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Former PM’s disastrous tax-cutting plan piled an extra £91m on the UK’s payments to the bloc, Treasury documents show.
Sterling's drop at the time of former British Prime Minister Liz Truss's failed budget plans meant the British taxpayer stumped up tens of millions of pounds extra to fund Brexit divorce bill payments to the European Union, paid in euros, new figures show.
The European Commission has launched four new legal actions against the UK government for breaking parts of the Northern Ireland Brexit deal.
MPs backed Boris Johnson's plan to tear apart his own deal with the EU - which comes after he claimed he had 'got Brexit done'.
The Brexit divorce bill will cost each taxpayer on average £305 more than previously expected, according to new government figures.
The Treasury’s latest estimate put the figure at £42.5 billion – up from £37.3 billion a year ago.
The Treasury’s latest estimate put the figure at £42.5 billion – up from £37.3 billion a year ago.
The UK is due to pay €10.9 billion to the European Union this year as part of the Brexit financial settlement, according to figures published today.
The Office for Budget Responsibility (OBR) predicted in 2018 that the so-called "divorce bill" for leaving the European Union would cost the UK between £35bn and £39bn - but the EU say the figure is over £40bn.
The European Union has set the final Brexit divorce bill at £40.8 billion – well above where the UK Government expected it to be.
The UK is liable to pay €47.5 billion euros ($A75.7 billion) to the European Union as part of its post-Brexit financial settlement, according to the EU’s consolidated budget report for 2020.
It comes as the Brexit "divorce bill" negotiated by the PM is up to £5 billion higher than the UK government expected.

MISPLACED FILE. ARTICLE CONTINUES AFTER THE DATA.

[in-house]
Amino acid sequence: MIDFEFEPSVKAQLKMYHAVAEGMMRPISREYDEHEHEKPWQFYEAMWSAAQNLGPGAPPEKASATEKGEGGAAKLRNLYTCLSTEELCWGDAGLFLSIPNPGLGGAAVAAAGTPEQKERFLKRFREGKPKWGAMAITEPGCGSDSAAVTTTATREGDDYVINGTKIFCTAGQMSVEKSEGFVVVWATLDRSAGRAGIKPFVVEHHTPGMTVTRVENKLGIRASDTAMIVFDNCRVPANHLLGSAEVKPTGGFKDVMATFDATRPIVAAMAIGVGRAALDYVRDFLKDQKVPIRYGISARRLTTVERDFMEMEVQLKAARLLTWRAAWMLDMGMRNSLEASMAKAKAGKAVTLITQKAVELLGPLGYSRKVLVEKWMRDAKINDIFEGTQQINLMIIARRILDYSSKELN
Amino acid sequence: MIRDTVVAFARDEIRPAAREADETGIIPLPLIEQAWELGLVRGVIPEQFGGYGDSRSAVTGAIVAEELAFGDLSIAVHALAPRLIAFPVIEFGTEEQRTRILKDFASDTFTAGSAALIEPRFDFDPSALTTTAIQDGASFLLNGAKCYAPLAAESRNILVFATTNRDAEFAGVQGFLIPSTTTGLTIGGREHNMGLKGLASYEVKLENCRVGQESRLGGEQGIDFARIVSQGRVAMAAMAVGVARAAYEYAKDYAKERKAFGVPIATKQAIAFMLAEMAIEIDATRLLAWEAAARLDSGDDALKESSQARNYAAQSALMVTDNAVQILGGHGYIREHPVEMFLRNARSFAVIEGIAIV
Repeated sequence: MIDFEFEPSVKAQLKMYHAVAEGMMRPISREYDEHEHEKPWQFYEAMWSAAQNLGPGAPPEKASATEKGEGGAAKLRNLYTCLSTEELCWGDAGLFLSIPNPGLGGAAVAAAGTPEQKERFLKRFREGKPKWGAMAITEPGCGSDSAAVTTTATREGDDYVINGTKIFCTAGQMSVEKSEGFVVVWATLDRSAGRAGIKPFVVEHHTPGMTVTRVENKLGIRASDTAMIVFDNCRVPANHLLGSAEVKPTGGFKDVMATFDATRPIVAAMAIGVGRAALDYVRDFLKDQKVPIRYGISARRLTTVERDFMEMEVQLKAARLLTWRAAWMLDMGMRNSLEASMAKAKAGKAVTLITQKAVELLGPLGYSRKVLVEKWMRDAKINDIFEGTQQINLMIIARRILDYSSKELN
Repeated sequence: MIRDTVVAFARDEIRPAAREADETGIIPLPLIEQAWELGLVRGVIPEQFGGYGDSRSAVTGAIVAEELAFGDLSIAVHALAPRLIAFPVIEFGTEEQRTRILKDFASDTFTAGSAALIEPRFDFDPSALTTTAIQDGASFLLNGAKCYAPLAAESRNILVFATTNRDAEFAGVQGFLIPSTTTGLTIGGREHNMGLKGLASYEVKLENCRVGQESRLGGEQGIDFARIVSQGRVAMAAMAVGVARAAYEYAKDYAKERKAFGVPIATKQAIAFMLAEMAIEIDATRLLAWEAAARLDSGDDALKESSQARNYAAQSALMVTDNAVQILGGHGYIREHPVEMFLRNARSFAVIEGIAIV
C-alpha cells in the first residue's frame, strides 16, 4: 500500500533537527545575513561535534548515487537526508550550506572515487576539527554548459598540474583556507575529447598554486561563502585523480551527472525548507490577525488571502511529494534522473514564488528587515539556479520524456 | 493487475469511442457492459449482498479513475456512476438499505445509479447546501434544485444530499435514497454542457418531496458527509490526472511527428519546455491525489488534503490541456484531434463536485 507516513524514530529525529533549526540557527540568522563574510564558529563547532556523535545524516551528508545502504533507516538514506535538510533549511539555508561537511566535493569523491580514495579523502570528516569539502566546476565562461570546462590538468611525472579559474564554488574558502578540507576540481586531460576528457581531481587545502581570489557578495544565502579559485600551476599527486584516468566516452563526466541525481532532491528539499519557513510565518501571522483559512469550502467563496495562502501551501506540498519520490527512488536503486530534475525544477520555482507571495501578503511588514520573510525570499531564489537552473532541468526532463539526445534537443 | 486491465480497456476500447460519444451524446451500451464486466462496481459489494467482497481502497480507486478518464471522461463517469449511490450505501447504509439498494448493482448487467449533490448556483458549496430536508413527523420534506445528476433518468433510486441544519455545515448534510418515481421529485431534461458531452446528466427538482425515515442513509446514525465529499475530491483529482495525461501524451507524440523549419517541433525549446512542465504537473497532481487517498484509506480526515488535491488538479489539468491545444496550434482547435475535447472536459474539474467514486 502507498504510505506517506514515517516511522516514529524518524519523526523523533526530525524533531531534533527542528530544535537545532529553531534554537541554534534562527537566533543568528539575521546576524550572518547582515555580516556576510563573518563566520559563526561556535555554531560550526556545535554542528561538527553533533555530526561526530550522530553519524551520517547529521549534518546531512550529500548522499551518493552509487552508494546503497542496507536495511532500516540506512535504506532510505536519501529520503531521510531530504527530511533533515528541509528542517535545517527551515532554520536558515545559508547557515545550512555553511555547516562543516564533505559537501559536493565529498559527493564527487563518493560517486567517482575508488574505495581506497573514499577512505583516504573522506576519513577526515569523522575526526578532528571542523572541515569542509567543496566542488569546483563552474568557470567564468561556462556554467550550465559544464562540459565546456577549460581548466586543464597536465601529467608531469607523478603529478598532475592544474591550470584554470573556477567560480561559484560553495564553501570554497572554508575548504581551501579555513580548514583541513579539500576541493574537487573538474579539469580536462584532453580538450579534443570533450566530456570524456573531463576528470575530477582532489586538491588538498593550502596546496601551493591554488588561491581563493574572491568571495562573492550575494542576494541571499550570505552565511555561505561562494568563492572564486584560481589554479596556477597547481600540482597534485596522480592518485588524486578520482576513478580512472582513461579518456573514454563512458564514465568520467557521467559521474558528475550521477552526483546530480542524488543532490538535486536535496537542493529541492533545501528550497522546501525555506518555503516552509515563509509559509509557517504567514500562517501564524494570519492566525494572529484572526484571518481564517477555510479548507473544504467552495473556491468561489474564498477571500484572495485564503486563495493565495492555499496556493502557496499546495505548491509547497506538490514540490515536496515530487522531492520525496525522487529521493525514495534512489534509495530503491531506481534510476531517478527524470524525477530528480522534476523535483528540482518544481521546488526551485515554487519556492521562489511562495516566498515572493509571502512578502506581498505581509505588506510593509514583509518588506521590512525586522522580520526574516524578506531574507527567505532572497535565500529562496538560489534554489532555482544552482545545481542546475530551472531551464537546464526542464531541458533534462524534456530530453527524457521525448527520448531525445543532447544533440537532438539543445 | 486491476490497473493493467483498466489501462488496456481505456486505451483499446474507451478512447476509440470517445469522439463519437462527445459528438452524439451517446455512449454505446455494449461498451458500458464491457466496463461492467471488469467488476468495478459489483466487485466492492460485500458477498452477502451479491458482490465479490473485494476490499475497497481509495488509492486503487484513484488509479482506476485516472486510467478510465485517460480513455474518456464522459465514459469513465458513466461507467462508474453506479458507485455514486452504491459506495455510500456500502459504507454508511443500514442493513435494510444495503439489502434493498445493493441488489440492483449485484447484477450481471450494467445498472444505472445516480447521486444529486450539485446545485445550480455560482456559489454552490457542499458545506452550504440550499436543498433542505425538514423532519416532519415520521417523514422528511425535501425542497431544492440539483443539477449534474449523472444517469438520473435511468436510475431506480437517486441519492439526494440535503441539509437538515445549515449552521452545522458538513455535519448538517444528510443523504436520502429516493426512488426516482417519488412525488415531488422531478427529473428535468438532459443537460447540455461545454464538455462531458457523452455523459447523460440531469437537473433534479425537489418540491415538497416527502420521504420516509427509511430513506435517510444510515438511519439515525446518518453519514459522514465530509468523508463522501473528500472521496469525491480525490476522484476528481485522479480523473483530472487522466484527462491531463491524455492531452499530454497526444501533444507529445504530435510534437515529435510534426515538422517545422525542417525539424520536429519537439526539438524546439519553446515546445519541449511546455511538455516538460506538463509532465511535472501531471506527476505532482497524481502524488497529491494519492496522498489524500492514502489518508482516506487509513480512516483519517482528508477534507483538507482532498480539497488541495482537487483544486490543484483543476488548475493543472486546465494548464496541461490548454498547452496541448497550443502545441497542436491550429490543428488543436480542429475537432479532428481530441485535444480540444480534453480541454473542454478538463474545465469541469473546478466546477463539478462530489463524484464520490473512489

The Brexit "divorce bill" negotiated by Boris Johnson is up to £5 billion higher than the UK government expected, according to "definitive" EU calculations.
Figure of £40.8bn buried in EU’s 2020 accounts dismissed by UK as not reflecting amount it will pay.
Nestled among the mass publication of no-deal guidance yesterday was the UK government's vision for the future of the Brit satellite and space programmes if the country falls out of the EU with no pact in March. The guidance is, unsurprisingly, grim.
Cabinet secretary Sir Mark Sedwill says emergency contingency plans are needed.
The EU would refuse to open trade talks with Britain after a no-deal Brexit until the UK decided to sign up to the main elements of the withdrawal agreement anyway, the European Commission has said.
The European Union is expected to seek more than €10bn in UK contributions for this year even in the event of a no-deal scenario on 12 April, RTÉ News understands.
The UK could risk its strong sovereign credit rating if it failed to foot the Brexit bill in a no deal scenario, Moody’s ratings agency has warned.
Boris Johnson has been accused of deceiving voters after insisting Britain would not pay an expected £50bn Brexit “divorce bill” unless the EU started trade talks. A senior EU source said the Foreign Secretary was hoodwinking the public about “the realities of Brexit” – insisting leaders were “united” in the view that the bill must be settled first.
German chancellor says UK cannot have same rights as member states nor negotiate trade relations before agreeing to pay its bill. Angela Merkel has said British politicians are still living under the “illusion” that the UK will retain most of its rights and privileges once it leaves the European Union.
The German government is encouraging Britain to agree a mathematical formula for calculating its European divorce settlement rather than settling on a precise figure in an attempt to avoid a looming clash that risks derailing Brexit talks.
A draft plan – apparently obtained by a Dutch newspaper – threatens a long legal battle to grab back what the EU regards as the UK’s liabilities, if Theresa May refuses to pay up
Czech, German and Italian politicians support European commission line that Britain must agree to pay up before talks. EU member states are backing a European commission demand that trade talks can only start once Britain has agreed to pay a hefty Brexit bill, despite fears of a backlash from Theresa May.